• Like I said, my Dad's a teacher and at least from my view he didn't seem to do ANY school-related work in the middle of the summer. But, you've got a point about time off while everyone else is vacationing. Still, I'd take my chances. If I could do mid-week Tuesday to Thursday theme park trips (week after week if I wanted to) without having to use vacation time I think that'd be awesome.

      Reply
      • As a teacher, I have definitely learned to do the summer weekday thing! I travel with 2 former students, young adults who qualify for autism passes, but we have only ever used the passes at Cedar Point and Disney World. At other parks, the lines aren't long enough on weekdays to justify waiting in Guest Relations to pick up the passes! I've also found that crowds on weekends in March, April, Sept. and Nov. are pretty light. (Oct. brings out the Halloweeners!) We're already marking the calendar with park opening dates and it looks like Carowinds will be first this year, unless I squeeze in an impromptu trip to Dollywood prior to that. I'm going through some serious withdrawal here!!

        Reply
    • By the way, what's considered summer over there in the UK? What months are kids generally in school?

      Reply
  3. Sometimes I imagine when I get to be older I'll take a job in a theme park. Maybe I can operate a coaster and tell the kids stories of when I rode the best coasters. I'm very happy because my company just decided to give us 4 day work weeks so I am going to have 3 day weekends starting soon. I'm even more pumped for some trips now and might take more than I planned.

    Reply
    • That's sweet Mike. Three day weekends and your proximity to so many cool parks in the East mean you'll be able to hit a lot of parks if you want to. Excited to hear how your trips go this year.

      Reply
  4. I realy want to hear what ADavis has to say on this matter. Is being an author a good career for the likes of a coaster fanatic?

    Reply
    • I really want to hear from Judy from Pgh on this one. As she's the teacher/theme park fan that I'm so jealous of. 🙂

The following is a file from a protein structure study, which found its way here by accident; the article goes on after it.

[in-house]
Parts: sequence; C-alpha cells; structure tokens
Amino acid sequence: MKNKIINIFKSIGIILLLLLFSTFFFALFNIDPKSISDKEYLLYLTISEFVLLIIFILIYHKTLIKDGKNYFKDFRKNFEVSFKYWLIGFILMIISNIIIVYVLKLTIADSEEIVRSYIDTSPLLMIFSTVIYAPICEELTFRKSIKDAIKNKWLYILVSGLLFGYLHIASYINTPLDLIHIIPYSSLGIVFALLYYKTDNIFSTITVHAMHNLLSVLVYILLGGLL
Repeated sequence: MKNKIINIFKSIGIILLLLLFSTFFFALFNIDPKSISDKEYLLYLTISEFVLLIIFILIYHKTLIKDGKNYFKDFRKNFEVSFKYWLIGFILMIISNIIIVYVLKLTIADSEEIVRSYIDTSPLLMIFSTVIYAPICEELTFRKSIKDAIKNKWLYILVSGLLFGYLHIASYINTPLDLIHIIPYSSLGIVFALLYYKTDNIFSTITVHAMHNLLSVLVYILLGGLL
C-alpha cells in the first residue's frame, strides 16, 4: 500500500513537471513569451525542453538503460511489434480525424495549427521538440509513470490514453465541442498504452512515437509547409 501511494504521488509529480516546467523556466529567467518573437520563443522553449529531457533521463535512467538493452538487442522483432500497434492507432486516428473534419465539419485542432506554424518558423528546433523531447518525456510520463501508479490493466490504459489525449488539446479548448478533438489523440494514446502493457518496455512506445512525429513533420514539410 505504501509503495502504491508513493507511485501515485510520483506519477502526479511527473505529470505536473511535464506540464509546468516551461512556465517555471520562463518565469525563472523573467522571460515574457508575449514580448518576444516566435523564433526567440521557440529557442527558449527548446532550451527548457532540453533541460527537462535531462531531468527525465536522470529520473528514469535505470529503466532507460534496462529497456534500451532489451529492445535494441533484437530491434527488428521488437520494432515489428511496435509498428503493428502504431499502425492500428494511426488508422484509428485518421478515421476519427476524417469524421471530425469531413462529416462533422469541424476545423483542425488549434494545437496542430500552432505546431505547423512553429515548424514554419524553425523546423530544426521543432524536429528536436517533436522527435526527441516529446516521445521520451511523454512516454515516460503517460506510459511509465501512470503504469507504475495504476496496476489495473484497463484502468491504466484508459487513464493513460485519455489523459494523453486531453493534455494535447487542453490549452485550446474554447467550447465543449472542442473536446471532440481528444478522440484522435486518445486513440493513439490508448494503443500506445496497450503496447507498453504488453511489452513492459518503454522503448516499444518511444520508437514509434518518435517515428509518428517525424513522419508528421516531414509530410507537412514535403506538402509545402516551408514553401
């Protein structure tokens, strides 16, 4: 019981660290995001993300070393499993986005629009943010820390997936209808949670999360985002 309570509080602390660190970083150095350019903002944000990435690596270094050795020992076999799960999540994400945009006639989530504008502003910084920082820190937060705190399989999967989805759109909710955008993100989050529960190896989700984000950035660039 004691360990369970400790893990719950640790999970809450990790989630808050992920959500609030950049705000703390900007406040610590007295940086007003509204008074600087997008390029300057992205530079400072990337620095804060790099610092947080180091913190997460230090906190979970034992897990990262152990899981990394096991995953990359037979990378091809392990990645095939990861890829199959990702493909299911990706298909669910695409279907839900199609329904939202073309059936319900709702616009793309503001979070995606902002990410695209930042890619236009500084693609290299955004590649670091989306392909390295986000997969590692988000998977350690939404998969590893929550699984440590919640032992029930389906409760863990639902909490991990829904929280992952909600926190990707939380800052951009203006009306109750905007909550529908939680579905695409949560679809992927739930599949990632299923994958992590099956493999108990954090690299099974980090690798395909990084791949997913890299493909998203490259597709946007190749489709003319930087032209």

Reply
      • See comment above and keep on drooling!!

        Reply
  5. I'd do just about anything for an airline if they gave sweet travel deals! something to look into….

    Reply
  6. Once I was in line for Millennium Force in front of a truck driver who said they get all sorts of discounts at parks, and talked about how many parks he gets to hit while on his route. Probably depends on the trucking line, but I was still impressed.

    Reply
    • Good one Cassandra. That's not a profession I would've thought of.

      Reply
      • How about a school bus or motor coach driver? I'm surprised at how many of these people take groups to the park, get free admission for being a driver and spend the day SITTING ON A BENCH!!!

        Reply
  7. I guess I'm one of the lucky ones. I work for a university, although it's a 12-month job. However, summers are very slow and I always seem to have at least 5-6 weeks accrued vacation. If only I were rich enough to spend all of that time traveling from park to park. Anybody know 6 good lottery numbers? LOL!

    Reply
    • I've got seven. Anybody wanna hear 'em?

      Reply
  8. Front office for a theme park company sounds interesting, if it was a big chain there would be a variety of parks you could get perks at, like six flags or cedar fair. Only problem is that you could lose your job if you got caught at a rival park haha.

    Reply
    • It has to depend on the job. What's so wrong about doing a bit of "Reaserch" at Cedar fair every once in a while?

      Reply
  9. You wrote about airline pilot being a good job and didn't mention Joel Rogers over at Coaster Gallery?

    Reply
  10. The best job for rollercoaster enthusiasts in my aspect is the one I chose =) A travel Agent!!! I get to send people to their favorite parks for a great price, plan their day at the parks (so they get the most rides in the least amount of time) and create long lasting memories =) Plus…I get to go see the parks at a discounted rate. I have worked at all the theme parks here in Orlando in the past and they never get old!!! I would LOVE LOVE LOVE to help anyone who loves this blog as much as I do plan their next trip =) I specialize in Orlando but get great deals on the whole USA. Check out my website or send me an email if you are planning a trip to one of the parks…I would love to help you get a better rate =)

    Reply
  11. I think that being a roller coaster designer is #1 because if you love coasters it is fun to design them

    Reply

Leave a Reply

Your email address will not be published. Required fields are marked *

You may use these HTML tags and attributes: <a href="" title=""> <abbr title=""> <acronym title=""> <b> <blockquote cite=""> <cite> <code> <del datetime=""> <em> <i> <q cite=""> <s> <strike> <strong>

*

Lost Password